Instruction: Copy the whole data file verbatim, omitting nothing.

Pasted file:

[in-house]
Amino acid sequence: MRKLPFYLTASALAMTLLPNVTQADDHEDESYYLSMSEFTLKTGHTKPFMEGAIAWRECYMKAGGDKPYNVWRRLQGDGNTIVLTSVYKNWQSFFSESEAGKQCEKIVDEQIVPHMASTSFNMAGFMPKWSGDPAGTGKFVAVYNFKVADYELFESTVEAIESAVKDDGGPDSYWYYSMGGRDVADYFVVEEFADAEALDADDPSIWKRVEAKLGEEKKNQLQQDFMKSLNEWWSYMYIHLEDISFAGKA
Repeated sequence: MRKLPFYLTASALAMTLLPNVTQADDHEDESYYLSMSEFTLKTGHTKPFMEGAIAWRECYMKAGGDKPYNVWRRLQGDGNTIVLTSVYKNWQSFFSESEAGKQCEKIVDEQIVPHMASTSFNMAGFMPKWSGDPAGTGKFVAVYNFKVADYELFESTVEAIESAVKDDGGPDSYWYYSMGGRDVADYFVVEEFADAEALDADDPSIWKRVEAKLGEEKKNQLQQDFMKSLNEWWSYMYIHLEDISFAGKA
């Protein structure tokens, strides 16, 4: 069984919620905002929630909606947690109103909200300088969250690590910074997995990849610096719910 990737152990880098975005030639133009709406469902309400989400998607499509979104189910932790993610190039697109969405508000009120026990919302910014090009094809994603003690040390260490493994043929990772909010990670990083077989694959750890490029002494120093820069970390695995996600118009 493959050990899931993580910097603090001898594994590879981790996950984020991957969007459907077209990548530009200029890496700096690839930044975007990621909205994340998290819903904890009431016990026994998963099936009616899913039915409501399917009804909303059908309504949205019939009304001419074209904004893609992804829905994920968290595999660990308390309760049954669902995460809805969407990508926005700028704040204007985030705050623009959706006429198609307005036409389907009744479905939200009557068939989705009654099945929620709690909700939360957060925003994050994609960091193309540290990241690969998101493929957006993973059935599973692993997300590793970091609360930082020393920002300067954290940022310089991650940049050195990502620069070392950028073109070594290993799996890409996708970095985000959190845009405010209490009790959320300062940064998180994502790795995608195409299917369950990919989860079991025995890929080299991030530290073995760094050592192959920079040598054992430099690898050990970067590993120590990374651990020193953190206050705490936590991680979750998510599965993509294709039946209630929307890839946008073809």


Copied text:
[in-house]
Amino acid sequence: MRKLPFYLTASALAMTLLPNVTQADDHEDESYYLSMSEFTLKTGHTKPFMEGAIAWRECYMKAGGDKPYNVWRRLQGDGNTIVLTSVYKNWQSFFSESEAGKQCEKIVDEQIVPHMASTSFNMAGFMPKWSGDPAGTGKFVAVYNFKVADYELFESTVEAIESAVKDDGGPDSYWYYSMGGRDVADYFVVEEFADAEALDADDPSIWKRVEAKLGEEKKNQLQQDFMKSLNEWWSYMYIHLEDISFAGKA
Repeated sequence: MRKLPFYLTASALAMTLLPNVTQADDHEDESYYLSMSEFTLKTGHTKPFMEGAIAWRECYMKAGGDKPYNVWRRLQGDGNTIVLTSVYKNWQSFFSESEAGKQCEKIVDEQIVPHMASTSFNMAGFMPKWSGDPAGTGKFVAVYNFKVADYELFESTVEAIESAVKDDGGPDSYWYYSMGGRDVADYFVVEEFADAEALDADDPSIWKRVEAKLGEEKKNQLQQDFMKSLNEWWSYMYIHLEDISFAGKA
């Protein structure tokens, strides 16, 4: 069984919620905002929630909606947690109103909200300088969250690590910074997995990849610096719910 990737152990880098975005030639133009709406469902309400989400998607499509979104189910932790993610190039697109969405508000009120026990919302910014090009094809994603003690040390260490493994043929990772909010990670990083077989694959750890490029002494120093820069970390695995996600118009 493959050990899931993580910097603090001898594994590879981790996950984020991957969007459907077209990548530009200029890496700096690839930044975007990621909205994340998290819903904890009431016990026994998963099936009616899913039915409501399917009804909303059908309504949205019939009304001419074209904004893609992804829905994920968290595999660990308390309760049954669902995460809805969407990508926005700028704040204007985030705050623009959706006429198609307005036409389907009744479905939200009557068939989705009654099945929620709690909700939360957060925003994050994609960091193309540290990241690969998101493929957006993973059935599973692993997300590793970091609360930082020393920002300067954290940022310089991650940049050195990502620069070392950028073109070594290993799996890409996708970095985000959190845009405010209490009790959320300062940064998180994502790795995608195409299917369950990919989860079991025995890929080299991030530290073995760094050592192959920079040598054992430099690898050990970067590993120590990374651990020193953190206050705490936590991680979750998510599965993509294709039946209630929307890839946008073809």